Category: Marking

Jack Alsup
Alsup & Alsup, Inc.
P.O. Box 1251
Del Rio, Texas 78841

Re: Revocation of NY G81433; Country of origin marking for monofilament fishing line

Dear Mr. Alsup:

This letter is to inform you that U.S. Customs and Border Protection (CBP) has reconsidered New York Ruling Letter (NY) G81433, issued to you on September 14, 2000, on behalf of your client, Plastic Lures, Inc., concerning the country of origin marking of monofilament fishing line. In NY G81433, CBP determined that the country of origin, under the NAFTA Marking Rules, should be Germany. We have reviewed that ruling and found it to be in error. Therefore, this ruling revokes NY G81433.

Pursuant to section 625(c), Tariff Act of 1930 (19 U.S.C. § 1625(c)), as amended by section 623 of Title VI (Customs Modernization) of the North American Free Trade Agreement Implementation Act, Pub. L. 103-182, 107 Stat. 2057, 2186 (1993), notice of the proposed revocation was published on April 13, 2011, in the Customs Bulletin, Vol. 45, No. 16. No comments were received on the proposed action.


The merchandise at issue is described in NY G80871, dated August 29, 2000, issued to you prior to NY G81433:

Your letter indicates that synthetic monofilament line made from nylon and other polyamides with various line diameters ranging from .1mm to .5mm is produced in Germany and imported into Mexico in bulk spools ranging in length from 32000 meters to about 87000 meters of line per spool. In Mexico, the bulk rolls of monofilament are respooled on to smaller retail consumer spools holding anywhere from 324 meters of line to 450 meters of line. These consumer spools are then packaged for retail sale and imported to the United States. In their condition as imported, the monofilament line spools are made up into fishing lines and put up and packaged for sale at retail as recreational fishing line.

The fishing line, when imported into Mexico from Germany, is classified under subheading 5404.10 of the Harmonized Tariff Schedule of the United States (HTSUS). When imported into the U.S., the fishing line is classified under subheading 9507.90.20, HTSUS. NY G80871 determined that the monofilament fishing line imported from Mexico was eligible for NAFTA treatment.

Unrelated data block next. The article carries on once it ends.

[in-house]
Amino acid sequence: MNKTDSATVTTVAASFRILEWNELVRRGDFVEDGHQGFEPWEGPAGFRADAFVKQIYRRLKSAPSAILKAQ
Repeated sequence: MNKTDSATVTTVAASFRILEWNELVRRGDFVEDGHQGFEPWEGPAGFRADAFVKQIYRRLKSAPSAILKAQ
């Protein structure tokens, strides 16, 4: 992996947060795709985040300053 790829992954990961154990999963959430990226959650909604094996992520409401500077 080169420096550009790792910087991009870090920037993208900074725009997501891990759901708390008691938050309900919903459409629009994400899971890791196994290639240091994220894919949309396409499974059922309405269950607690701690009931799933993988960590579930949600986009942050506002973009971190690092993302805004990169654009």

What is the proper country of origin marking for the monofilament fishing line? LAW AND ANALYSIS:

As determined in NY G80871, the monofilament fishing line was eligible for NAFTA preferential tariff treatment when imported into the U.S. In NY G80871, CBP determined that the fishing line met the applicable tariff shift requirement of HTSUS General Note 12(t), Chapter 95, Rule 10 to be considered a “[good] originating in the territory of a NAFTA party”, as defined in General Note 12(b).

The marking statute, section 304, Tariff Act of 1930, as amended (19 U.S.C. § 1304), provides that, unless excepted, every article of foreign origin (or its container) imported into the U.S. shall be marked in a conspicuous place as legibly, indelibly and permanently as the nature of the article (or its container) will permit, in such a manner as to indicate to the ultimate purchaser in the U.S. the English name of the country of origin of the article. 19 U.S.C. § 1304(a). Part 134, Customs Regulations (19 C.F.R. Part 134) implements the country of origin marking requirements and exceptions of 19 U.S.C. § 1304.